“With so much at stake today for thousands of Maryland families, we are thankful that our legislative allies have taken such care with this vote. It is best to delay this historic vote until we are absolutely sure we have the votes to win. We look forward to working strategically with our amazing allies in the legislature, and our supporters across the state, to continue to build support for, and win, marriage equality in the Free State,” the Equality Maryland statement said.

I have seen no explanation yet of what happens now with the bill.

 

—  admin

Catholics For Equality urging support for marriage equality bill in Maryland

The Maryland House of Delegates is expected to take up consideration of the same-sex marriage bill there about 11 a.m. (Eastern Standard Time, I assume) on Friday, and according to Maryland Catholics for Equality, “out-of-state anti-gay calls are flooding Annapolis” to try and get the bill defeated.

So the organization is urging pro-equality Maryland residents to be sure and call their delegates to counteract the anti-gay forces.

In an e-mail that just hit my inbox, Maryland Catholics for Equality say: “Call NOW and let your Delegates know three important things: you are an actual constituent (not out of state), you are Catholic, and that you stand with the majority of Catholics in Maryland in support of HB175 — Religious Freedom and Civil Marriage Protection Act. Ask them not to bow down to out of state pressure.”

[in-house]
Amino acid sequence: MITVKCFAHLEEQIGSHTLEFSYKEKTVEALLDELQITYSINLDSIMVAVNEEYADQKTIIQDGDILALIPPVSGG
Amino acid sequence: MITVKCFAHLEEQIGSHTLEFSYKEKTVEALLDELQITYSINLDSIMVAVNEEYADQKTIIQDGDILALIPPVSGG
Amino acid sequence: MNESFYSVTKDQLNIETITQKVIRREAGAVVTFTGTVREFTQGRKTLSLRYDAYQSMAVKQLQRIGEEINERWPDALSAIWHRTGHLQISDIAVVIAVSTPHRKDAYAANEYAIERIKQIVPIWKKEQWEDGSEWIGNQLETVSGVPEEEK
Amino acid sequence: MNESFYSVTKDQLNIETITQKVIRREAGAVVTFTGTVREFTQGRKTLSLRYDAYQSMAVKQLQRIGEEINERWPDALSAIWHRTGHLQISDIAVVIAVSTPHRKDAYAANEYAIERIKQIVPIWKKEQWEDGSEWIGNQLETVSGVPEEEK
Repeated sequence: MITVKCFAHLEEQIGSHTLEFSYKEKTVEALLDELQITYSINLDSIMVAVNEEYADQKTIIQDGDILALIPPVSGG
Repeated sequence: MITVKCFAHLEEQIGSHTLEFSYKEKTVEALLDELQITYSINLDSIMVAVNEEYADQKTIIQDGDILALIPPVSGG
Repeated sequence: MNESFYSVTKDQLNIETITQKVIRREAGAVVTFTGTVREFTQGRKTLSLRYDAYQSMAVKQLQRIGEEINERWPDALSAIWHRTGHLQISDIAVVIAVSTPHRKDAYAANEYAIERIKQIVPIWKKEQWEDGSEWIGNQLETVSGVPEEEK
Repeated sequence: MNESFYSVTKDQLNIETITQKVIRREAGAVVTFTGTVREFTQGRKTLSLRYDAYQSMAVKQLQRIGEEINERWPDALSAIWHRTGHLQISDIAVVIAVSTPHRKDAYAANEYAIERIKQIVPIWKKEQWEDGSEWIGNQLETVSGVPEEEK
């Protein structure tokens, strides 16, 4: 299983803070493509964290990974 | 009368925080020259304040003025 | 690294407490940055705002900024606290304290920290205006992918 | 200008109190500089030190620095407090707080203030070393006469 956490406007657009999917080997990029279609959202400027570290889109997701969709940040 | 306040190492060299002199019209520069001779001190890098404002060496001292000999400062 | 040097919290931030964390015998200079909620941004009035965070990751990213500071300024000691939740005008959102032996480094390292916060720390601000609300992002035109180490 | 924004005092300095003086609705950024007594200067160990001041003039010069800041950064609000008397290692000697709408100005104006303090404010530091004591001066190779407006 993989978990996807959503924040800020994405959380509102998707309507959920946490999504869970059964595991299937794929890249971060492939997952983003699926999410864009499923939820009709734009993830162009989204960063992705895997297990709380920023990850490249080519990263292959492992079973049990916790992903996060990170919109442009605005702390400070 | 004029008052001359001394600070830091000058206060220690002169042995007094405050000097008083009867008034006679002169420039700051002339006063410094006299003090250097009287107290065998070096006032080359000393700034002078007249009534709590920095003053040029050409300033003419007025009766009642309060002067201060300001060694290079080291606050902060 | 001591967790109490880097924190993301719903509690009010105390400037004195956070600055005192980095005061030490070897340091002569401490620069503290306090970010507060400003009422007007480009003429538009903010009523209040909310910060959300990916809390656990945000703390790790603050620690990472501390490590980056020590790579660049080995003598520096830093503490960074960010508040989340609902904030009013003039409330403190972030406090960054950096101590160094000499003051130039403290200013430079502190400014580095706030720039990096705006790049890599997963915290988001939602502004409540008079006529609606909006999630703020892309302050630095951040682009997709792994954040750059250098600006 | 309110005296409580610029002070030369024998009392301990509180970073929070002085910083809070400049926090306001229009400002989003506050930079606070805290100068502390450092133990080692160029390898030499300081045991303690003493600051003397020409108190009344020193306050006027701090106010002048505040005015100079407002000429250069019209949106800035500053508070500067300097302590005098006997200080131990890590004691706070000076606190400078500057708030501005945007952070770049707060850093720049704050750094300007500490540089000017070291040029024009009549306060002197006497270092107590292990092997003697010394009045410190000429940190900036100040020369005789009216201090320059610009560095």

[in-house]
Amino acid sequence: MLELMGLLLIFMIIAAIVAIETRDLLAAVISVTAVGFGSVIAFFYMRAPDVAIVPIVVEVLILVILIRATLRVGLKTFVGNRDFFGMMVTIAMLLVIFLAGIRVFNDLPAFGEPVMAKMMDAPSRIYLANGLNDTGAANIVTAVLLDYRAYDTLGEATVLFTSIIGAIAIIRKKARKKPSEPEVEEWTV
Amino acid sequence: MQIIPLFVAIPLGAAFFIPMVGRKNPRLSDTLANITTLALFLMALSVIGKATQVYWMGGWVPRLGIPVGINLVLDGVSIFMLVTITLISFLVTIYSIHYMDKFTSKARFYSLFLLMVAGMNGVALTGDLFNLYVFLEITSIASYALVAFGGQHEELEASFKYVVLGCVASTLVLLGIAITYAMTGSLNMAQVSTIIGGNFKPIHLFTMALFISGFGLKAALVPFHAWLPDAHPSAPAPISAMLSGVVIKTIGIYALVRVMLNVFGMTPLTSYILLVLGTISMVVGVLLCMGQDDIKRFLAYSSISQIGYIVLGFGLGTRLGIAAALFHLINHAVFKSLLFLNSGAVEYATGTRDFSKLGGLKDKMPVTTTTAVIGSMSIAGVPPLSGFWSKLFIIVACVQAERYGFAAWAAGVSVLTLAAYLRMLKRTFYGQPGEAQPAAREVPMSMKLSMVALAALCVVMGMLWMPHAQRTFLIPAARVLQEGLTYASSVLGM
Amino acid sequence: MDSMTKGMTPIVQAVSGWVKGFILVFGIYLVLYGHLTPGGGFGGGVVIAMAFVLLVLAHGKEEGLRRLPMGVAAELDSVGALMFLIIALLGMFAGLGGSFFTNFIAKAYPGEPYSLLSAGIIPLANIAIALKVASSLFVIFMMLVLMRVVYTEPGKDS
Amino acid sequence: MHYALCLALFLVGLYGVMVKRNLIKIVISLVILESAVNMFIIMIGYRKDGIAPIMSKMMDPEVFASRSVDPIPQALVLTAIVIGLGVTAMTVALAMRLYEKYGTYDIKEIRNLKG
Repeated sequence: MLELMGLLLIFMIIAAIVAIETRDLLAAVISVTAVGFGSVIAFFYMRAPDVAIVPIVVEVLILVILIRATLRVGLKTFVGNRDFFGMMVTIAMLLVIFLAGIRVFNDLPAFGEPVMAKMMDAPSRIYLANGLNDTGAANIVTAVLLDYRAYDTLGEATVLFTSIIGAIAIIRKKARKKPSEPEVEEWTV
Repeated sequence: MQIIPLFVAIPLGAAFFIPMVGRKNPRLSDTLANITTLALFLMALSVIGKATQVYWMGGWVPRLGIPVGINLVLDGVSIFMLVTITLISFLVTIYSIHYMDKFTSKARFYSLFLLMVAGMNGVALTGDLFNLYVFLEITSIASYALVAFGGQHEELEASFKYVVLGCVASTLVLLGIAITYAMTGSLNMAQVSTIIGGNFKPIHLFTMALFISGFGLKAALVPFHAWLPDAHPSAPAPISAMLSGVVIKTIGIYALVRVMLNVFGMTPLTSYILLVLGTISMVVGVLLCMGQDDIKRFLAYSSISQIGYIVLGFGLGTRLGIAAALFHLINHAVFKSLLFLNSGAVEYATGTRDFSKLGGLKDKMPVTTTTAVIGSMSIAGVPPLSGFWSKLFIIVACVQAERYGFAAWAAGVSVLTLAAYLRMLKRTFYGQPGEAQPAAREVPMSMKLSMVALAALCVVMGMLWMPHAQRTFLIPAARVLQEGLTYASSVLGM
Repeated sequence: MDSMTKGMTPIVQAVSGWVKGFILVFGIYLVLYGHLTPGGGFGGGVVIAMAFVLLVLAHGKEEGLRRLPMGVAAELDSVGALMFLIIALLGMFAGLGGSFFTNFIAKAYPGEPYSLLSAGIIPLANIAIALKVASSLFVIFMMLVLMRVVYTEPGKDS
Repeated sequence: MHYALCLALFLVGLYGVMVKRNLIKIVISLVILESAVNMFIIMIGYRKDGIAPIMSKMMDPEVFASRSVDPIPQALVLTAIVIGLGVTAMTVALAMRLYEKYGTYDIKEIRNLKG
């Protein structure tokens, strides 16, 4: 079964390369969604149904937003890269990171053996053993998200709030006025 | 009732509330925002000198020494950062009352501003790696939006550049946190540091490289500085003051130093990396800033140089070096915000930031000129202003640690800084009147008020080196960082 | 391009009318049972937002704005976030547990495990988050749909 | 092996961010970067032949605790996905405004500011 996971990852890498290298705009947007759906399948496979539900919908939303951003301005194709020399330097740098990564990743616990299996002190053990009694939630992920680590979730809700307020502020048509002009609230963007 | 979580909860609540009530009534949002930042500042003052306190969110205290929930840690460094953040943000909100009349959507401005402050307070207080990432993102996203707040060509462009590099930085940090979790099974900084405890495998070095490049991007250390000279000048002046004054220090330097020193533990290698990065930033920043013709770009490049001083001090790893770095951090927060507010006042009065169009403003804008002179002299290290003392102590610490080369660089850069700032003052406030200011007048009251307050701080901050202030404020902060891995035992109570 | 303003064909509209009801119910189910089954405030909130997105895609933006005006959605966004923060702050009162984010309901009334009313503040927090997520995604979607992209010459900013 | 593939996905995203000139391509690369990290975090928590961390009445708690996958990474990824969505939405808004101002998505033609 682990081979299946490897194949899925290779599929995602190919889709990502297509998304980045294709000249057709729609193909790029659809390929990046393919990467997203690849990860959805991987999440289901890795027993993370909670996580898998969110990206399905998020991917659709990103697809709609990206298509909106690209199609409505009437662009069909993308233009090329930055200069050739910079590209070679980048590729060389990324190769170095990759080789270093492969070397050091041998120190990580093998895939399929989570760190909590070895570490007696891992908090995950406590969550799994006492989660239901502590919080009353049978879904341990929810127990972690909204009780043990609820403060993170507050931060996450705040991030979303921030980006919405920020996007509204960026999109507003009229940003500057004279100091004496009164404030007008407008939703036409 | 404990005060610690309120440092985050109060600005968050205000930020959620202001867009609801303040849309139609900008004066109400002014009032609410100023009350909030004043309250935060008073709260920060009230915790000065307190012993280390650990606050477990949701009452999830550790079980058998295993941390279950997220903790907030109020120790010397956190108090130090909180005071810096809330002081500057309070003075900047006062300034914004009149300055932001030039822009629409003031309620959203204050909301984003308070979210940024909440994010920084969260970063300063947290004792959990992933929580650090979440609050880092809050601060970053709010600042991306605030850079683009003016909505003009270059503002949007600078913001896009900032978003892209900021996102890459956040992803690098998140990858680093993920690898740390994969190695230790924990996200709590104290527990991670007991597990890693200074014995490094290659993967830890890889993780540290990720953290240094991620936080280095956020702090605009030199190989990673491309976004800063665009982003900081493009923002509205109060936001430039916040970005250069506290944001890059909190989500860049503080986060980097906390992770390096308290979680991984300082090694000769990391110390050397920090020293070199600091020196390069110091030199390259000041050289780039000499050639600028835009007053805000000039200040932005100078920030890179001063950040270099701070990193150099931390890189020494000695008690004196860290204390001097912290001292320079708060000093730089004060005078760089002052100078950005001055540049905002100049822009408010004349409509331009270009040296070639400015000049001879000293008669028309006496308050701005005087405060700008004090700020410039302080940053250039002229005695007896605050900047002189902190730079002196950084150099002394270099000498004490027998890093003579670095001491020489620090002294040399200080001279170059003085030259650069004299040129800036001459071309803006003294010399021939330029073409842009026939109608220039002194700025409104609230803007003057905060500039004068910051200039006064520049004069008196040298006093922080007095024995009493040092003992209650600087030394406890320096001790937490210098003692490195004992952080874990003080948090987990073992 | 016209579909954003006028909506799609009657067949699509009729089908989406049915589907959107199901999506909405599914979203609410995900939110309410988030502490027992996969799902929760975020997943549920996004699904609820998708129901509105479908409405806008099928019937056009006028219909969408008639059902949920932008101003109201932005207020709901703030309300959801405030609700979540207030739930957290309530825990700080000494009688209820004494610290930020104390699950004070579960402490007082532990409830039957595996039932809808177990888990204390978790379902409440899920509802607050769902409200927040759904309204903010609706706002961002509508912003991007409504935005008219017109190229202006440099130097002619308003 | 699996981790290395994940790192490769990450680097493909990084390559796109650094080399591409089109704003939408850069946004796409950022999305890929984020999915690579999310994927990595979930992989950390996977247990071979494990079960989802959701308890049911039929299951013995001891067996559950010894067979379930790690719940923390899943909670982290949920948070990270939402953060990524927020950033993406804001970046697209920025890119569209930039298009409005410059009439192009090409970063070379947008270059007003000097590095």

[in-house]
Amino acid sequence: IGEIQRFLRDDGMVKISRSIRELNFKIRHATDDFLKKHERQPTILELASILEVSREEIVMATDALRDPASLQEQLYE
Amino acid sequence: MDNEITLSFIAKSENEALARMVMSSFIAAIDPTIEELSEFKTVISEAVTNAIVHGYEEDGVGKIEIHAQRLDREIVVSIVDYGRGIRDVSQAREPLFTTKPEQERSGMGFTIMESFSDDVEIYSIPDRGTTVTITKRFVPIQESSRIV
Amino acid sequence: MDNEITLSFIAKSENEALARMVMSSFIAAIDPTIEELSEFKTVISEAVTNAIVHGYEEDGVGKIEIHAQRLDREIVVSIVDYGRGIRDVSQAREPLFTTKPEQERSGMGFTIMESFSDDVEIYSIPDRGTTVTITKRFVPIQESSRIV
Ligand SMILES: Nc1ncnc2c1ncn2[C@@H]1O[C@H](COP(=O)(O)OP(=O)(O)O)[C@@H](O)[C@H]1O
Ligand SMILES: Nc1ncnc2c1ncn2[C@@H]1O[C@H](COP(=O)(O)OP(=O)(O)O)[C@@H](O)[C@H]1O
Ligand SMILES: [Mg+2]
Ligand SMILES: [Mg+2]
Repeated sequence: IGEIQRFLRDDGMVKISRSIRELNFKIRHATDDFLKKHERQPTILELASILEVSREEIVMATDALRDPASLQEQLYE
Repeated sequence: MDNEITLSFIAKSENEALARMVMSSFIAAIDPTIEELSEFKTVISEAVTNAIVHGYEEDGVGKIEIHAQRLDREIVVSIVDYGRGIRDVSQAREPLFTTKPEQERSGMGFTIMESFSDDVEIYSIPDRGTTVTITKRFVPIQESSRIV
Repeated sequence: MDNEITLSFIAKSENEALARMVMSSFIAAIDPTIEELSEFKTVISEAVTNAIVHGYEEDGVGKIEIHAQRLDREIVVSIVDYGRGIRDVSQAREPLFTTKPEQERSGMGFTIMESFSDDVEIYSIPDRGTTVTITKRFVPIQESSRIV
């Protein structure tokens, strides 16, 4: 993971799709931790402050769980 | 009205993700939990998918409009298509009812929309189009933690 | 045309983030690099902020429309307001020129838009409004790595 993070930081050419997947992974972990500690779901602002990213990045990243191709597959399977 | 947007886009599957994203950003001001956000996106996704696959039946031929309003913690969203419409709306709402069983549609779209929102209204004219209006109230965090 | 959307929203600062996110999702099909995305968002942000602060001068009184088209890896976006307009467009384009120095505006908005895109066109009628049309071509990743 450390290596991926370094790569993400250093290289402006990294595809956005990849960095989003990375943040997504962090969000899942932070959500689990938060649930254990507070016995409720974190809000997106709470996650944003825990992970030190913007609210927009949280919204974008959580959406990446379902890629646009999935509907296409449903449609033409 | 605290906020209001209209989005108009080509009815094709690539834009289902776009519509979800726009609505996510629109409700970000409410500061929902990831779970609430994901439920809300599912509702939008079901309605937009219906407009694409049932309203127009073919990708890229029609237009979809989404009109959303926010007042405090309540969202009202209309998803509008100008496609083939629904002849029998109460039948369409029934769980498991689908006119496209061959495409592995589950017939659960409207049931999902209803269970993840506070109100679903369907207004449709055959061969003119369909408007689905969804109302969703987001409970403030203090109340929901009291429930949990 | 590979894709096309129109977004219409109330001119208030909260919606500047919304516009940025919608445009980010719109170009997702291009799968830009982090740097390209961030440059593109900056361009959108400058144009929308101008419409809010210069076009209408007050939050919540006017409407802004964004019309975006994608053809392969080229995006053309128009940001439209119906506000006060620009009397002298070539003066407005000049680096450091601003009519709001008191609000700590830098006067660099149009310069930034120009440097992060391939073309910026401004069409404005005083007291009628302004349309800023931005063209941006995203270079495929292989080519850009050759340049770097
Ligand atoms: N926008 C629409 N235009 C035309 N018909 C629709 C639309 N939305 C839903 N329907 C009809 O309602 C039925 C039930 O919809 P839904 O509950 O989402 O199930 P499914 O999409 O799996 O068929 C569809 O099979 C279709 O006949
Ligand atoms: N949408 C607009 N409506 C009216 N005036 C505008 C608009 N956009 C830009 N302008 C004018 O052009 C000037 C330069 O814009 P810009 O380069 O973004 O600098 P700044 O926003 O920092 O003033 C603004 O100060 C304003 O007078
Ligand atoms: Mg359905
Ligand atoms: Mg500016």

The measure has already passed the Maryland Senate and Gov. Martin O’Malley has said he will sign the bill into law if it reaches his desk. But things are close in the House of Delegates, where the bill was initially expected to pass easily.

If you aren’t a resident of Maryland, don’t cheat by calling the delegates and saying you are. But keep an eye on Instant Tea tomorrow, and we’ll let you know what happens.

—  admin

UPDATE: Gay marriage bill gets final approval in Maryland Senate

We told you yesterday that the Maryland Senate had given preliminary approval to legislation giving legal recognition to same-sex marriage in that state. Now comes word from GayPolitics.com that the Senate has given final approval to the measure. The final vote, just like the preliminary vote, was 25-21, according to NPR.

The bill now heads to the Maryland House of Delegates and if it is approved there, it will go to Gov. Martin O’Malley who must sign it before it becomes law. If that happens, it will make Maryland the sixth U.S. state to recognize gay marriage.

—  admin